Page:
Between running (or toddling!) around all day and potentially developing a pickier palate, many toddlers can use a bit of extra help with replenishing their electrolytes—especially after they've experienced a tummy bug. We suggest keeping an electrolyte drink on hand.

Comforts Training Pants

Comforts training pants

When the time comes to start potty training, it sure helps to have some training pants on hand. If they didn't make it to the potty in time, these can help them learn their body's cues.

Comforts Nite Pants

comforts nite pants

Even when your toddler gets the hang of using the toilet during the day, nighttime training typically takes several months longer than day-time training. In the meantime, nite pants will still help them feel like the growing, big kid they are.

Comforts Baby Lotion

comforts baby lotion

Running, jumping, playing in sand, splashing in water—the daily life of a toddler can definitely irritate their skin! Help put a protective barrier between their delicate skin and the things they come into contact with every day with nourishing lotion.

Another great tip? Shopping the Comforts line on to find premium baby products for a fraction of competitors' prices—and follow along on social media to see product releases and news at @comfortsforbaby.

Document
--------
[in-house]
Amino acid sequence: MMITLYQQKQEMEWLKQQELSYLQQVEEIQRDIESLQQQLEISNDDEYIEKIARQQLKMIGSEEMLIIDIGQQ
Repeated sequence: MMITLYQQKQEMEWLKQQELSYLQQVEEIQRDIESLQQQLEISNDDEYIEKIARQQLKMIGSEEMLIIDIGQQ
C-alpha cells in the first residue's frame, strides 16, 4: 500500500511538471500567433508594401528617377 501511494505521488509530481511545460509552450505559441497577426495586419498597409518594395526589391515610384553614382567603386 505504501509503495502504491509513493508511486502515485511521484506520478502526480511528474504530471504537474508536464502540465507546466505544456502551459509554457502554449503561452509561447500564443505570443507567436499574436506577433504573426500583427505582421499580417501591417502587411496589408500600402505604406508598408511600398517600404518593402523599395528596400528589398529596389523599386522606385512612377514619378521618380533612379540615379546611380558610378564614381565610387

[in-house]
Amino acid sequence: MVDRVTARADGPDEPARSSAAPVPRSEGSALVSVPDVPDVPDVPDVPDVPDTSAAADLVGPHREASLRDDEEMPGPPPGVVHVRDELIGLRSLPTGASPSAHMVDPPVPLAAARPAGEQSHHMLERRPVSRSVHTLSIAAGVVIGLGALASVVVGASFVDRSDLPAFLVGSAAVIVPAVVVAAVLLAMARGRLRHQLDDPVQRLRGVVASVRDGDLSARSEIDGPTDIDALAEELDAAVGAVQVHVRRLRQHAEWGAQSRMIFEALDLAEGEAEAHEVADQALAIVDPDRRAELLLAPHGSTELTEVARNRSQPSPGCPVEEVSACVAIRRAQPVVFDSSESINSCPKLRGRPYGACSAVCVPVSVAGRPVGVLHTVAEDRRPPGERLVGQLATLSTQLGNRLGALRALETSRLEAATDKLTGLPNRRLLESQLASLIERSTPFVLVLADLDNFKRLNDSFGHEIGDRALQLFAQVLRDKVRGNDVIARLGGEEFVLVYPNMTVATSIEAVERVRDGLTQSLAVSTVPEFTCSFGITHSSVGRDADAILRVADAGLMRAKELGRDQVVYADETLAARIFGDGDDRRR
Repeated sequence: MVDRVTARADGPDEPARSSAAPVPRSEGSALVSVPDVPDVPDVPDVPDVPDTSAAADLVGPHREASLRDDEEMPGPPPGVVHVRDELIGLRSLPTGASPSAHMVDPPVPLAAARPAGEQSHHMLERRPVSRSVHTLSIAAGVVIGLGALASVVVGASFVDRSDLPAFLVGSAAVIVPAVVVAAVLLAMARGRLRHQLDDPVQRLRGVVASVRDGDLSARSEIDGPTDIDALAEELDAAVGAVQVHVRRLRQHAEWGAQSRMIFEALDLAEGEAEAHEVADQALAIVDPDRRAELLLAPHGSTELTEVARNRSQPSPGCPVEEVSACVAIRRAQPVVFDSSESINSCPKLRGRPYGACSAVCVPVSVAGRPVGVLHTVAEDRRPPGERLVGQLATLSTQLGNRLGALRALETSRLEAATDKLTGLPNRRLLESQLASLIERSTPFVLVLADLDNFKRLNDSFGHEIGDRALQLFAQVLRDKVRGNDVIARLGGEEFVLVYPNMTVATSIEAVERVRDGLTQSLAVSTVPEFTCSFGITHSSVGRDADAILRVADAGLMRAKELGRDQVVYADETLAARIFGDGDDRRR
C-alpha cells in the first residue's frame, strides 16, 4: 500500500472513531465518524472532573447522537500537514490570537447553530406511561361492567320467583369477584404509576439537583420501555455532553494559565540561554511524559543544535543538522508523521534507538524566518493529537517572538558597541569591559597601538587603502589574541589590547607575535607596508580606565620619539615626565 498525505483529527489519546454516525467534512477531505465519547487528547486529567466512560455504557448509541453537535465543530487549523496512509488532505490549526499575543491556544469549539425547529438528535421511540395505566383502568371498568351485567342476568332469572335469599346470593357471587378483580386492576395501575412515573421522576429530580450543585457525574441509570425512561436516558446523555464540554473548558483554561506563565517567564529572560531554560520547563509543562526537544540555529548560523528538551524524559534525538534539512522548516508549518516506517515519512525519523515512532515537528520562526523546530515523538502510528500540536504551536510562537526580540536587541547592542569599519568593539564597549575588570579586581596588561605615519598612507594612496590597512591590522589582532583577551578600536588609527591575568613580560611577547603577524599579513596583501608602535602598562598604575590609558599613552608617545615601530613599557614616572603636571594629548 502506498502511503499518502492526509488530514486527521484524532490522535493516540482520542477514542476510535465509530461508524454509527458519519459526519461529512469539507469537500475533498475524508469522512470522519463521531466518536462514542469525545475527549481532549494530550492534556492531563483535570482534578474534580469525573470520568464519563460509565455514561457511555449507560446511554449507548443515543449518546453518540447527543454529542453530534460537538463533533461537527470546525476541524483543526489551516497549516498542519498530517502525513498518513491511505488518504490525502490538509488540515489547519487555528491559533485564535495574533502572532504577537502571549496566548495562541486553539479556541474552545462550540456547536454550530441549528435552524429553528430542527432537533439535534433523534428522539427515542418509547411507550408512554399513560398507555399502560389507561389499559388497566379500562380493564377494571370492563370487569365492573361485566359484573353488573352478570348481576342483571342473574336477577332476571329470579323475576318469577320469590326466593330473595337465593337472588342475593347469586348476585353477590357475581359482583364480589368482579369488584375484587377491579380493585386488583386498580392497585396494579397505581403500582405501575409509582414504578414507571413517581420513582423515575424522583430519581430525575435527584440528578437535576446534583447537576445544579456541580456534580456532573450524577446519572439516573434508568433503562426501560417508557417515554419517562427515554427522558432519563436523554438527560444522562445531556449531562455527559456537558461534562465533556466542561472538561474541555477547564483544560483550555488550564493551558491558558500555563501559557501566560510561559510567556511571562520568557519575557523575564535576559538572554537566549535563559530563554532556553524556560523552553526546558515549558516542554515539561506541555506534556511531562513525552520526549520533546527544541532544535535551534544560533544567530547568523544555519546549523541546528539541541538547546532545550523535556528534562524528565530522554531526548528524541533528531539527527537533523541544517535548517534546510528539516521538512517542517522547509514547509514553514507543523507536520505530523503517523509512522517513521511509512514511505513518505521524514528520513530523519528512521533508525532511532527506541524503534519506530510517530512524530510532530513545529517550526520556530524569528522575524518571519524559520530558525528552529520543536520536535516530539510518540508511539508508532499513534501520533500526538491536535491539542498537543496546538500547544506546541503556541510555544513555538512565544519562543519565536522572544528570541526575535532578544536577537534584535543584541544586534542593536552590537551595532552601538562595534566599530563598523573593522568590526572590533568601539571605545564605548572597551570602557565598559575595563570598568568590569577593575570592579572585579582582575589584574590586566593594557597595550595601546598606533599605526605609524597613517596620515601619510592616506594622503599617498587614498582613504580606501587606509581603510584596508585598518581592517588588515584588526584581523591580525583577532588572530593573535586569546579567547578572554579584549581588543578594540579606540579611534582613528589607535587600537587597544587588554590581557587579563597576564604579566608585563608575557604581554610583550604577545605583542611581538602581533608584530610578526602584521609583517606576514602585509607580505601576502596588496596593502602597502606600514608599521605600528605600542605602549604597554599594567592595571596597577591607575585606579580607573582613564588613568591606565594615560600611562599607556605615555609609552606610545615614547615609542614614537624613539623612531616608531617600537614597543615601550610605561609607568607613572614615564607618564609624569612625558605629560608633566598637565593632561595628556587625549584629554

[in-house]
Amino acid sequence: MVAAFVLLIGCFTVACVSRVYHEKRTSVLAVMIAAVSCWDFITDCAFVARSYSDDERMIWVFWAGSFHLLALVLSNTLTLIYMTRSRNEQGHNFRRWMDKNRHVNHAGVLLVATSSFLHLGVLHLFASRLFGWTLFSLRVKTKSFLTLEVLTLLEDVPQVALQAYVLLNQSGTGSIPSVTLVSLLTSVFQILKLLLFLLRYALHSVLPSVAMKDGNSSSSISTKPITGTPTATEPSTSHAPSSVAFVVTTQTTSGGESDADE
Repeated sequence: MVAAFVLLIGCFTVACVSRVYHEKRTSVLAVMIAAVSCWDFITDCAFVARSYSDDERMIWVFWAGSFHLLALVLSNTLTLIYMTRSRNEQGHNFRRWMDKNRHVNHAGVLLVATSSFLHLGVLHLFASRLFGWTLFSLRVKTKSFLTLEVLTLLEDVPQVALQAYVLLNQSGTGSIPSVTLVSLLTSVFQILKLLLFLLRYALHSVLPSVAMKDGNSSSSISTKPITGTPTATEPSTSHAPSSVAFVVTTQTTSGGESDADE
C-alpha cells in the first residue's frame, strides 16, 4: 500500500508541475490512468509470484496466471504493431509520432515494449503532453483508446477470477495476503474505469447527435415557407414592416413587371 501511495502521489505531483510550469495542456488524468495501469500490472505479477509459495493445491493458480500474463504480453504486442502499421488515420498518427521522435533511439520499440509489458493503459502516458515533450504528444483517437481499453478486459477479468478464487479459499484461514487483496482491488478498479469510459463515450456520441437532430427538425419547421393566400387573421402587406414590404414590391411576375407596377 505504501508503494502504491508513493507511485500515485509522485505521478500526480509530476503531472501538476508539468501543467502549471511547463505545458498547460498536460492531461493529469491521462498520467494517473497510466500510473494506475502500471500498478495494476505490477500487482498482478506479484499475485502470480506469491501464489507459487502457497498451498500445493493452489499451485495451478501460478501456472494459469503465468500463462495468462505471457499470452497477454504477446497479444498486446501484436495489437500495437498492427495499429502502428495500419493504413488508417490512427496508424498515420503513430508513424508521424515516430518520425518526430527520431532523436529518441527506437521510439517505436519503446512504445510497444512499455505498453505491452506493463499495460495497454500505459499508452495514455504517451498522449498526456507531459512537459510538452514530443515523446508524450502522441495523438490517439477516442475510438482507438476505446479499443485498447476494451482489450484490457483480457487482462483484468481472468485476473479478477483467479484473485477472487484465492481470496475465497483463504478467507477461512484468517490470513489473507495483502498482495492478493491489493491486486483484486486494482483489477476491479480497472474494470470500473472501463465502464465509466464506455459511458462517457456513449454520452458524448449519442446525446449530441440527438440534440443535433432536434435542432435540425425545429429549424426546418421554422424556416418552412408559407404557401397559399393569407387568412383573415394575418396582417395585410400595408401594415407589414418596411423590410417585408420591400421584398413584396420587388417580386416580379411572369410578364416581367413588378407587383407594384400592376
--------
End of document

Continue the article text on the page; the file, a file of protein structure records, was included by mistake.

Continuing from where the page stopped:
This article was sponsored by The Kroger Co. Thank you for supporting the brands that support Motherly and mamas.

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Errands and showers are not self-care for moms

Thinking they are is what's burning moms out.

A friend and I bump into each other at Target nearly every time we go. We don't pre-plan this; we must just be on the same paper towel use cycle or something. Really, I think there was a stretch where I saw her at Target five times in a row.

We've turned it into a bit of a running joke. "Yeah," I say sarcastically, "We needed paper towels so you know, I had to come to Target… for two hours of alone time."

She'll laugh and reply, "Oh yes, we were out of… um… paper clips. So here I am, shopping without the kids. Heaven!"

Now don't get me wrong. I adore my trips to Target (and based on the fullness of my cart when I leave, I am pretty sure Target adores my trips there, too).

But my little running joke with my friend is actually a big problem. Because why is the absence of paper towels the thing that prompts me to get a break? And why on earth is buying paper towels considered a break for moms?